Outgoing air force chief Arup Raha on Wednesday said the 36 Rafale warplanes ordered from France for $8.7 billion were not enough and India needed to buy at least 200 such fighter jets to sharpen its military edge.
Air Chief Marshal Raha, who retires on December 31, also said the IAF’s Russian-origin Ilyushin-78 tanker fleet was plagued by maintenance problems and more midair refuellers were a “strategic requirement” to extend the range of fighter planes.
He said the IAF would require the 200 medium-weight fighters in the next five to 10 years, stressing the need for setting up a new production line in the country. “The Rafale is an excellent aircraft and it will prove its worth in any campaign. We have signed only 36…we require more aircraft in the medium-weight category,” Raha said, in his last media briefing as IAF chief.
India and France signed the Rafale deal on September 23, 2016, ending long-drawn-out negotiations that began after Prime Minister Narendra Modi announced the deal during a Paris visit in April 2015. The planes, equipped with latest weapons and tailored for Indian needs, will be delivered to the IAF between September 2019 and April 2022.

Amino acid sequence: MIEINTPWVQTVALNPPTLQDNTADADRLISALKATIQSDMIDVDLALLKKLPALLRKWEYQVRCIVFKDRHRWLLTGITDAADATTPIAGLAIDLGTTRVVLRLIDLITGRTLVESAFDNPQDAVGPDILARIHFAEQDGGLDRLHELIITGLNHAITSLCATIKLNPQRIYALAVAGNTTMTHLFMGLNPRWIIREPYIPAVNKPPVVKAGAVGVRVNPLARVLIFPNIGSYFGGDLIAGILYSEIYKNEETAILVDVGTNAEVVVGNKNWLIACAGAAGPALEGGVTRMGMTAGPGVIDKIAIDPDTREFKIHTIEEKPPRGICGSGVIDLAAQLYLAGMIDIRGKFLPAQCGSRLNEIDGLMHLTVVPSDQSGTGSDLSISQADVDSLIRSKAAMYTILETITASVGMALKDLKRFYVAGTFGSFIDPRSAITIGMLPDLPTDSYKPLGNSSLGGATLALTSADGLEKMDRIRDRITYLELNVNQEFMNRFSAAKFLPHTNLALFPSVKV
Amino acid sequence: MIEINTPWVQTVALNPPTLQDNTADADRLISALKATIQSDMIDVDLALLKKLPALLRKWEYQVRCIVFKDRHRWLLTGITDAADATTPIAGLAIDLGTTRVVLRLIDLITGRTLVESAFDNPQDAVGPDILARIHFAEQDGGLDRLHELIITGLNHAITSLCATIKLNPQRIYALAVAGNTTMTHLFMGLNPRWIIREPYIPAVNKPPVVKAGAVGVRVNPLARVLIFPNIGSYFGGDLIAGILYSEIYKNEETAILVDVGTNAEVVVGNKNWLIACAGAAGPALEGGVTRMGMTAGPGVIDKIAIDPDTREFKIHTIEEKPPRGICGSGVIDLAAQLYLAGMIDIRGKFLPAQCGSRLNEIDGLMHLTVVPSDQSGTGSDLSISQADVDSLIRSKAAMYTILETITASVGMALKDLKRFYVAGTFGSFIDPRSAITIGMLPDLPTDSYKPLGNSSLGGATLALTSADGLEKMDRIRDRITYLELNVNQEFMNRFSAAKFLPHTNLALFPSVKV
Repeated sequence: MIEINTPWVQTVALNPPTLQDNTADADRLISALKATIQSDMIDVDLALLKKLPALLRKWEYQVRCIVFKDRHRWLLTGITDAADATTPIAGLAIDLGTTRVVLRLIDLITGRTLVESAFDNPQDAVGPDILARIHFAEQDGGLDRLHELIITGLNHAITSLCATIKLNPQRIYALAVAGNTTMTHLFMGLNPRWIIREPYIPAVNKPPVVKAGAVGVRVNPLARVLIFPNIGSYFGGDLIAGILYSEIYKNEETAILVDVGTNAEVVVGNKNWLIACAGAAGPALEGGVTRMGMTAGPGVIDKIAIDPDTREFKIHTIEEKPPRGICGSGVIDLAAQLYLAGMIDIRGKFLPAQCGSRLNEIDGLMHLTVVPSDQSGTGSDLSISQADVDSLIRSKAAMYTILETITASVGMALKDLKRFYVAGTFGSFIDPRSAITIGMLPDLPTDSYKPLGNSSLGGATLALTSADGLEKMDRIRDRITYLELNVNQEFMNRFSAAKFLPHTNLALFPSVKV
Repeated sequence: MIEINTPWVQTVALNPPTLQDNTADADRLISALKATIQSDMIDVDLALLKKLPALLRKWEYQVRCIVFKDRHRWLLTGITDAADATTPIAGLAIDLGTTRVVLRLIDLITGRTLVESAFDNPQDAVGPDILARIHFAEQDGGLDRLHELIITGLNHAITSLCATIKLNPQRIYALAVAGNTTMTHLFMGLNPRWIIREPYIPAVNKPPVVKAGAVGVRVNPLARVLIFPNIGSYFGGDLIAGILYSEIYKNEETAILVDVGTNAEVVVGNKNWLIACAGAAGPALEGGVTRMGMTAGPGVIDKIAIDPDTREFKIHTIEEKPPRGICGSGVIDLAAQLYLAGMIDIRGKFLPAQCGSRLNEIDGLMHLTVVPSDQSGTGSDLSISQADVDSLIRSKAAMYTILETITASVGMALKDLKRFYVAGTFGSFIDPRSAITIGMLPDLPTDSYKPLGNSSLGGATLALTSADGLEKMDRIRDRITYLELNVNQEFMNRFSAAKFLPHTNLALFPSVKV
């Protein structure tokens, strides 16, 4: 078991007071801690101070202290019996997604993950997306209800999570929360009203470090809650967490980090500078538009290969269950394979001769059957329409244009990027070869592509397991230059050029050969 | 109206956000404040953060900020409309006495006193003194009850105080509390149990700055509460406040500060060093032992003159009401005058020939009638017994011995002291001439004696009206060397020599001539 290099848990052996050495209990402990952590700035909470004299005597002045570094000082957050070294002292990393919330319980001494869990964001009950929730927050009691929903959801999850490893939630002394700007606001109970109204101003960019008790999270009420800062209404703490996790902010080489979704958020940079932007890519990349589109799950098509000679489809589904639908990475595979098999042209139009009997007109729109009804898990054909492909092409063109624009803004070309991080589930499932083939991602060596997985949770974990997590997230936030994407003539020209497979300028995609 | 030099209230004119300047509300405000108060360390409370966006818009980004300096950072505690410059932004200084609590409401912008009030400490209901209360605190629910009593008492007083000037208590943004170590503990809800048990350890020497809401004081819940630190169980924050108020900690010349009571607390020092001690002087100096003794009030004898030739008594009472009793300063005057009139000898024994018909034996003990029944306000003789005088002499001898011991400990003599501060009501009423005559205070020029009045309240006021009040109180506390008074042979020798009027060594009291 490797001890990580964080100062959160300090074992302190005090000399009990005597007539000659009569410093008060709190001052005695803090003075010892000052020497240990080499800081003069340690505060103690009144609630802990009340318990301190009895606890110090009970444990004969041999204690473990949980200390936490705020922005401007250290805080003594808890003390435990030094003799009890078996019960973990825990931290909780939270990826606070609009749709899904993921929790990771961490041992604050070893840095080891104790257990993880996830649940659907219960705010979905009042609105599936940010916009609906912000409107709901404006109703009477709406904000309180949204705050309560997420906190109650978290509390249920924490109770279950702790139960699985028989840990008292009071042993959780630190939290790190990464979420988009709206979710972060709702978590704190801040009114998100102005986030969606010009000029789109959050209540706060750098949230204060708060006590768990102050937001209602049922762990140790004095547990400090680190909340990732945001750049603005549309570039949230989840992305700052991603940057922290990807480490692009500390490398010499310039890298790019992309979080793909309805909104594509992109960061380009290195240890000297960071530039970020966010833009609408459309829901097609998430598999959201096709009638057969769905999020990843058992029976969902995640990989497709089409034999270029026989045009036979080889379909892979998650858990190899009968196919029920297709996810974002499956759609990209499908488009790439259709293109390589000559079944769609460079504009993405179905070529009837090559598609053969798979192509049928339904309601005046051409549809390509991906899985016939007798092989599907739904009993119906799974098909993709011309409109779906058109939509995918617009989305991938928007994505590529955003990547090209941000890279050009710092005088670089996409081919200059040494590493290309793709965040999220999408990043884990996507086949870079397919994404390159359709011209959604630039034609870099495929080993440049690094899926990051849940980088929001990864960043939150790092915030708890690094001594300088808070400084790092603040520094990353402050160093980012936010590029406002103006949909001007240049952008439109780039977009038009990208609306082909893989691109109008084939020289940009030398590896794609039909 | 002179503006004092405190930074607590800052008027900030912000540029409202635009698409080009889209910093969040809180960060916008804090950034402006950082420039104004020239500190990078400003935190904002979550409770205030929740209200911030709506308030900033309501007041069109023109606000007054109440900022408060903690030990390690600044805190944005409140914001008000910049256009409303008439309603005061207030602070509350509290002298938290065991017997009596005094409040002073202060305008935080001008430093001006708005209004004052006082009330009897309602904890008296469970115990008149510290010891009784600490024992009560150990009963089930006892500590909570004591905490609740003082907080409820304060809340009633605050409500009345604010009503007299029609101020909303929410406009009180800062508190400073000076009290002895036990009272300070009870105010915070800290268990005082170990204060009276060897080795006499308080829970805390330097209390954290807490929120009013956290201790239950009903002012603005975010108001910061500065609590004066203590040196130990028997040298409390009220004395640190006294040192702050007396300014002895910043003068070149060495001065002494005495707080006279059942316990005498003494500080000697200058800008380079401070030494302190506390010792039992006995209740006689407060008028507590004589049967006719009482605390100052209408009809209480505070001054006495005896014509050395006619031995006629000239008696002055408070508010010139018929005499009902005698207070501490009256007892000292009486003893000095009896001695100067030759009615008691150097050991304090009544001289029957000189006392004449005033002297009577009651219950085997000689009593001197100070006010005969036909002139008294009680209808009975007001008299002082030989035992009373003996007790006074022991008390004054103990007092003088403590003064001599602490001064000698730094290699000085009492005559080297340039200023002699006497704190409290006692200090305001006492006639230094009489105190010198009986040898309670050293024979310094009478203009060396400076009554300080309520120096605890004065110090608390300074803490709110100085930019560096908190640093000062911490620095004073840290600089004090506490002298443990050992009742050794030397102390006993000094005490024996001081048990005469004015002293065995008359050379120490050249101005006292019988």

The IAF has admitted it doesn’t have enough fighters to respond to a joint threat from China and Pakistan. It has 33 fighter squadrons, against the sanctioned 42.
Calling midair refuellers a significant “force enhancer,” Raha said the Il-78 fleet had served the IAF well but it’s availability for missions was poor due to maintenance problems. India floated a global tender for six midair refuellers in 2007 but it has been scrapped twice in the final stages.
“Sadly, there have been some problem areas in the acquisition. A new tender will be out soon,” he said.
Raha said the terrorist attack on the Pathankot air base and the An-32 crash in which 29 people were killed were “the worst memories of my career.”
On the VVIP chopper scam, Raha said former air chief SP Tyagi, an accused in the case, was a member of the IAF family but there would be no sympathy for him if the charges were proved. He also said many agencies were involved in the acquisition and “you can’t pin the blame on one service.”